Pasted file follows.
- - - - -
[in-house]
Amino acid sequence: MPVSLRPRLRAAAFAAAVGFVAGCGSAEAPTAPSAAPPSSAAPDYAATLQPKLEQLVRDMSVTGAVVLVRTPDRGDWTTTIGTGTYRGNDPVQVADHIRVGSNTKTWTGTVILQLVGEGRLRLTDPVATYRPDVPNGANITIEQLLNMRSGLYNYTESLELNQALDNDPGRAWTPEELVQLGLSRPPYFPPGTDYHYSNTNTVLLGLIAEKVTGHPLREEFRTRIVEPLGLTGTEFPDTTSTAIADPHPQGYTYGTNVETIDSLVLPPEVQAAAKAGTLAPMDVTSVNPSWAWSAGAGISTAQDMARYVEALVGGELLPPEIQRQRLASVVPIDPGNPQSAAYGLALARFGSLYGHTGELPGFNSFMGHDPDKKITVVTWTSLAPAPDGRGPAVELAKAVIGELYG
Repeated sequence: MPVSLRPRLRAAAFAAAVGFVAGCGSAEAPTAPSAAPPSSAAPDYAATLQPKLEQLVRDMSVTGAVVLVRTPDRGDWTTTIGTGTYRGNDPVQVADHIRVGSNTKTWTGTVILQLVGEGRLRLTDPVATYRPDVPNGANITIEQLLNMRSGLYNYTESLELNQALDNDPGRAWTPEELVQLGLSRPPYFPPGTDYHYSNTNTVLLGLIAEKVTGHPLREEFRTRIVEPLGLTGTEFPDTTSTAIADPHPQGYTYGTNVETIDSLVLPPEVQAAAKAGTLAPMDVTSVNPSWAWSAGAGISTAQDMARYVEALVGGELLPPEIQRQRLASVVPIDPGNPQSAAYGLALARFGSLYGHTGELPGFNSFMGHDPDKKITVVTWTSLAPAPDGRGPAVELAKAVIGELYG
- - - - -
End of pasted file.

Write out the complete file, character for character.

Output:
[in-house]
Amino acid sequence: MPVSLRPRLRAAAFAAAVGFVAGCGSAEAPTAPSAAPPSSAAPDYAATLQPKLEQLVRDMSVTGAVVLVRTPDRGDWTTTIGTGTYRGNDPVQVADHIRVGSNTKTWTGTVILQLVGEGRLRLTDPVATYRPDVPNGANITIEQLLNMRSGLYNYTESLELNQALDNDPGRAWTPEELVQLGLSRPPYFPPGTDYHYSNTNTVLLGLIAEKVTGHPLREEFRTRIVEPLGLTGTEFPDTTSTAIADPHPQGYTYGTNVETIDSLVLPPEVQAAAKAGTLAPMDVTSVNPSWAWSAGAGISTAQDMARYVEALVGGELLPPEIQRQRLASVVPIDPGNPQSAAYGLALARFGSLYGHTGELPGFNSFMGHDPDKKITVVTWTSLAPAPDGRGPAVELAKAVIGELYG
Repeated sequence: MPVSLRPRLRAAAFAAAVGFVAGCGSAEAPTAPSAAPPSSAAPDYAATLQPKLEQLVRDMSVTGAVVLVRTPDRGDWTTTIGTGTYRGNDPVQVADHIRVGSNTKTWTGTVILQLVGEGRLRLTDPVATYRPDVPNGANITIEQLLNMRSGLYNYTESLELNQALDNDPGRAWTPEELVQLGLSRPPYFPPGTDYHYSNTNTVLLGLIAEKVTGHPLREEFRTRIVEPLGLTGTEFPDTTSTAIADPHPQGYTYGTNVETIDSLVLPPEVQAAAKAGTLAPMDVTSVNPSWAWSAGAGISTAQDMARYVEALVGGELLPPEIQRQRLASVVPIDPGNPQSAAYGLALARFGSLYGHTGELPGFNSFMGHDPDKKITVVTWTSLAPAPDGRGPAVELAKAVIGELYG